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Happy Birthday, Photoshop

February 20, 2010

Adobe Photoshop, my favorite utility for manipulating existing images and passing them off as original work, just turned 20 years old.  It’s a rare distinction when a product or company name is so ubiquitous that it becomes a verb.  Google, Photoshop, and Netflix are the three that come to mind.  I can’t think of others off the top of my head, so comment if I’m missing any.

I started learning Photoshop in high school, although my computer back then was so slow that just applying a filter meant it was time for a soda break.  I got more heavily into it in college when I started working with video and designing flyers for bands.  Fark.com’s Photoshop contests were a fun place to practice and see what other people could do.  If you haven’t seen these before, Fark.com periodically offers up an image and lets readers hack away at it and post their “improved” versions.  As the contest threads grow in length, readers tend to build on ideas, and you’ll often see multiple variations on the same joke.  The quality of editing varies wildly, so Fark enables voting for reader favorites.  This was the starting image for one recent contest (full thread of submissions here):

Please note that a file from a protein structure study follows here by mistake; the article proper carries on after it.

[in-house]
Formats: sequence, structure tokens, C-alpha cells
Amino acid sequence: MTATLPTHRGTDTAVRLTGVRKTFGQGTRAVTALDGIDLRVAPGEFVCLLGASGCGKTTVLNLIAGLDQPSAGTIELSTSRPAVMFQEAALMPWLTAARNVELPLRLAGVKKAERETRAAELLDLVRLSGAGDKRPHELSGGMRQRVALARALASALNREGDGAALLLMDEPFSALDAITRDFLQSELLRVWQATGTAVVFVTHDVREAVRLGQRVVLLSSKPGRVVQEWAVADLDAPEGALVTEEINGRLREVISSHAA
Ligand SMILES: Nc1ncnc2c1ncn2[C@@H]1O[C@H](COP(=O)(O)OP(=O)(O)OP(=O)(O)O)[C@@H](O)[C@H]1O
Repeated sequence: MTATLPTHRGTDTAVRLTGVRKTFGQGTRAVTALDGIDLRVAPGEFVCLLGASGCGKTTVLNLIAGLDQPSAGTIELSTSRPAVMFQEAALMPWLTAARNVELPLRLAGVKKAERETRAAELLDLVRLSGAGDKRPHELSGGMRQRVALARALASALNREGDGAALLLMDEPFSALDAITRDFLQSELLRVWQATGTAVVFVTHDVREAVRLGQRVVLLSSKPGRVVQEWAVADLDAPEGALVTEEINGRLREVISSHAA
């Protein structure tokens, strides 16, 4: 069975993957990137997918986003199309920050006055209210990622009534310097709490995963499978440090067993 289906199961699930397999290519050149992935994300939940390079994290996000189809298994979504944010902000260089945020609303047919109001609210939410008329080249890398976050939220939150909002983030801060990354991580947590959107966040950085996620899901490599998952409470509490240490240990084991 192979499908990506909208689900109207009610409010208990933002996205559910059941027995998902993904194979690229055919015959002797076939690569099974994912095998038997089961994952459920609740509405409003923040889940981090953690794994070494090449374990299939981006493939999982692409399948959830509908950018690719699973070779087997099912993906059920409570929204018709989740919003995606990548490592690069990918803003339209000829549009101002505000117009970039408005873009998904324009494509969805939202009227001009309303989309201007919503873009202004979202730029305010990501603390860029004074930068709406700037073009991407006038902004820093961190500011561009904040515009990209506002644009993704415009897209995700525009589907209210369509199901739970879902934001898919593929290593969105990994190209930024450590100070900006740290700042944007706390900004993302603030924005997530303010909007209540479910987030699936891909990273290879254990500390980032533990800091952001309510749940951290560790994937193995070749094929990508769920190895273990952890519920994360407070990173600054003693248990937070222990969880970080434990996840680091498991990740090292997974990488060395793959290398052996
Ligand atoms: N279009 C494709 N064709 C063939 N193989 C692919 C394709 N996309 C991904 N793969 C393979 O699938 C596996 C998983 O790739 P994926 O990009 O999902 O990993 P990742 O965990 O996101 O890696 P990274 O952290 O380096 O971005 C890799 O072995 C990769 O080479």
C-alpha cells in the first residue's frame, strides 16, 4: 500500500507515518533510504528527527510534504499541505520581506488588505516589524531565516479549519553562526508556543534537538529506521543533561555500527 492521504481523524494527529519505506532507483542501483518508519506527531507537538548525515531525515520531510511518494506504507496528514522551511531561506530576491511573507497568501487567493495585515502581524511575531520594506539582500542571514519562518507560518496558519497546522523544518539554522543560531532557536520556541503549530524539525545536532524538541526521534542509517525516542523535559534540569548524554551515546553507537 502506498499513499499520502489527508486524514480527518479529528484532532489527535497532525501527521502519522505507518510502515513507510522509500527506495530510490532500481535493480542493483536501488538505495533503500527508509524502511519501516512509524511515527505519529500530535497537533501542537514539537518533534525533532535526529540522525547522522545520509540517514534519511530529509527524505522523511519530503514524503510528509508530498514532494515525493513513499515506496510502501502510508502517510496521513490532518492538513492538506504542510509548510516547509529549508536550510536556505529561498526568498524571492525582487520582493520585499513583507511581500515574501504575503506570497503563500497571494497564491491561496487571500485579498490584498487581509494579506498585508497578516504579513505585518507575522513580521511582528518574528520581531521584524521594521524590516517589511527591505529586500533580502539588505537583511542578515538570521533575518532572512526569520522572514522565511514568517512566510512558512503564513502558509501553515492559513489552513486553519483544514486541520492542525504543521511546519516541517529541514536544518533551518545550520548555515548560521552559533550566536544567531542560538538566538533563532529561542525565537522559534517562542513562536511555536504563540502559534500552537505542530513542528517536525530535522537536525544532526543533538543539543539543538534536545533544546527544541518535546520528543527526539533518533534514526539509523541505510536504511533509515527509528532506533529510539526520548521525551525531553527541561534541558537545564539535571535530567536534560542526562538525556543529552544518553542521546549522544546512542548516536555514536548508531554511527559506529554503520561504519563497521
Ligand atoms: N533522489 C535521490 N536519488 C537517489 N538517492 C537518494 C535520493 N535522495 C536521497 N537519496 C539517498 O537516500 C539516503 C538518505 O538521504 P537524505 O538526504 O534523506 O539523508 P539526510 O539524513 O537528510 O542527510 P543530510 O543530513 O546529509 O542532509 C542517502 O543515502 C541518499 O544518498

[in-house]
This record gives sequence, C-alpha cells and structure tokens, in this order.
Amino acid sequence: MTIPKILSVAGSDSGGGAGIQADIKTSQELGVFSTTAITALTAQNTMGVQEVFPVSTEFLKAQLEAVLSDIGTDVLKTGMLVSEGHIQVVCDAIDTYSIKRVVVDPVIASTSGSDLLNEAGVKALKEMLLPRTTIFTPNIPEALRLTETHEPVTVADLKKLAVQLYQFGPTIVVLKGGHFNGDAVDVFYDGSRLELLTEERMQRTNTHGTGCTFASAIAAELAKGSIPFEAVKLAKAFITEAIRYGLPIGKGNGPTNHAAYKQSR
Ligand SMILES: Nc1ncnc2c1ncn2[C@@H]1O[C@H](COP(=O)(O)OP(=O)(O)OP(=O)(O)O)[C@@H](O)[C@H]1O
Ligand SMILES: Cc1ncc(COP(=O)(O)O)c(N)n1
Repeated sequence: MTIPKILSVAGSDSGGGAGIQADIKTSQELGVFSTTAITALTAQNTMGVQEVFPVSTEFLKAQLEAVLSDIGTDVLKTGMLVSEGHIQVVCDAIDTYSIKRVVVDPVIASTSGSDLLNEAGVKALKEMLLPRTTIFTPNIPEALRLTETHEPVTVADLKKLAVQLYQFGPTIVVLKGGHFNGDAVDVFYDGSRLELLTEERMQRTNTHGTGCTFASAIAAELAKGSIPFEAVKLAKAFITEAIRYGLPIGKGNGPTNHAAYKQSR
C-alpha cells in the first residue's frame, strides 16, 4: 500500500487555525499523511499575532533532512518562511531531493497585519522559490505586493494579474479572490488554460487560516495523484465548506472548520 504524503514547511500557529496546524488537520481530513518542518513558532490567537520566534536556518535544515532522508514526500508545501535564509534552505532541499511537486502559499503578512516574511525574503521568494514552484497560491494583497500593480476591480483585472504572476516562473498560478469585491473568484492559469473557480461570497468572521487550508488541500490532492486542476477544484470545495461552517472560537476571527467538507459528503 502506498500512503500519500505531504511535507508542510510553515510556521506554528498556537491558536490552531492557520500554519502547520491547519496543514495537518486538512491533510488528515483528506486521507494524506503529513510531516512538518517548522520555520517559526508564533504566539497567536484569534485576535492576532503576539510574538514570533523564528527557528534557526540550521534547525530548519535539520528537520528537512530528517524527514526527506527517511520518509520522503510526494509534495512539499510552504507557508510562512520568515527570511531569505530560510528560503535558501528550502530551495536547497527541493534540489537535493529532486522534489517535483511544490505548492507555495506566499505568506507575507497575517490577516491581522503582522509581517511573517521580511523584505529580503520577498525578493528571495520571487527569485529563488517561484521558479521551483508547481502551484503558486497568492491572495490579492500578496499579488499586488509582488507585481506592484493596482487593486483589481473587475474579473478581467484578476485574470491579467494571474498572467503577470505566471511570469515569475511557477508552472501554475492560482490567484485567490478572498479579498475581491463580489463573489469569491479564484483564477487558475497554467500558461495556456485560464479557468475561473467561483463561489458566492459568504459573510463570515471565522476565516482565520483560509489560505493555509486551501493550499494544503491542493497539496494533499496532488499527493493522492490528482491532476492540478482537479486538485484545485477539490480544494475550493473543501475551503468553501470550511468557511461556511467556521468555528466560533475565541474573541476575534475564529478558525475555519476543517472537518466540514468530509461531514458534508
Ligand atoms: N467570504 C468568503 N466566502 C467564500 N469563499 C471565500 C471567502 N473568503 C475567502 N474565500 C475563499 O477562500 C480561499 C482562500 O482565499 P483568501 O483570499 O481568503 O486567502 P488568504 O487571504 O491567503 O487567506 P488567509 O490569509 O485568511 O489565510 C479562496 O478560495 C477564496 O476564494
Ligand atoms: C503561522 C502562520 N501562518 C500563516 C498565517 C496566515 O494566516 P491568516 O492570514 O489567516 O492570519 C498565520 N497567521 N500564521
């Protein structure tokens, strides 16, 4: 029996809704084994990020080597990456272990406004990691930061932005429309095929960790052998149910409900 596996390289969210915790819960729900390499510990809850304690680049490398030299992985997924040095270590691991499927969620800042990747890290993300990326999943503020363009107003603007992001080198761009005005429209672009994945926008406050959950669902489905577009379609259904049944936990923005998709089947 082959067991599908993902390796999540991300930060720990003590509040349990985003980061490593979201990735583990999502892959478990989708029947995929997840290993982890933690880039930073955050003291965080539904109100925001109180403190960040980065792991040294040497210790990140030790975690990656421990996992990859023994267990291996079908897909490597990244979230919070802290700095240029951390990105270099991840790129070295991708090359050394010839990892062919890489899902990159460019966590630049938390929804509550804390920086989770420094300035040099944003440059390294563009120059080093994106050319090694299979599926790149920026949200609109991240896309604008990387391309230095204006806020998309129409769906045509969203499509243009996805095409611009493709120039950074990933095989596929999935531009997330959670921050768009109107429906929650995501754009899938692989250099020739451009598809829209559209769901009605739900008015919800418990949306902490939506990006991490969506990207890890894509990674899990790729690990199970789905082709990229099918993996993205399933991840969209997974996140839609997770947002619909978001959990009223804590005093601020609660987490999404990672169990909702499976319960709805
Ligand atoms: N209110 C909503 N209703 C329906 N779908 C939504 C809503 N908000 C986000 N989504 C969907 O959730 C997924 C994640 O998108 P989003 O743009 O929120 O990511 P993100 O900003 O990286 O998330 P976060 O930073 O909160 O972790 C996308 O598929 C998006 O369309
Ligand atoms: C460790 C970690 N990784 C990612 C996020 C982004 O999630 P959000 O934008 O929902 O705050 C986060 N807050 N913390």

Wire Wrangler

Learning Photoshop is like picking up a musical instrument in that it takes minutes to understand the basics, but years of practice to master.  When someone says, “I know how to use Photoshop,” it’s as vague a statement as “I know how to play guitar.”  Most people who know the basic chords on a guitar can’t improvise a jazz solo over a 5/4 time signature.  This is why I know better than to call myself an expert Photoshopper.  After 10+ years of casual editing, I’m proficient, but the more I work with it, the more I realize I have to learn.  For me, Photoshop has always been a supplemental tool for other creative pursuits.  In college, it was valuable for things like DIY concert flyers for my band:

Contraband Eightees Night

About three years ago, I started doing disc golf video on the side.  I got the idea from TV coverage of standard golf to build maps of the course holes in Photoshop.  I overlaid those maps onto footage in Adobe AfterEffects and created animated tracking maps.  Here’s a basic map of Hole 12 at Endicott Park and then a youtube clip of what the finished product looks like:

More recently, I used Photoshop to build the Idea Robber banner at the top of this page plus other random stuff like this image of two of my coworkers Photoshopped into a healthcare town hall debate.

I’m having some fun this weekend with this Lifehacker list of Photoshop tips of tricks, which includes things like how to make smoke.

One drawback to Photoshop is the pricetag.  Adobe offers an 80% discount for students, or if you aren’t a student, you can purchase an older version for a much lower price.  Open-source editors like GNU Image Manipulation Program are getting better all the time, and they’re free to download.

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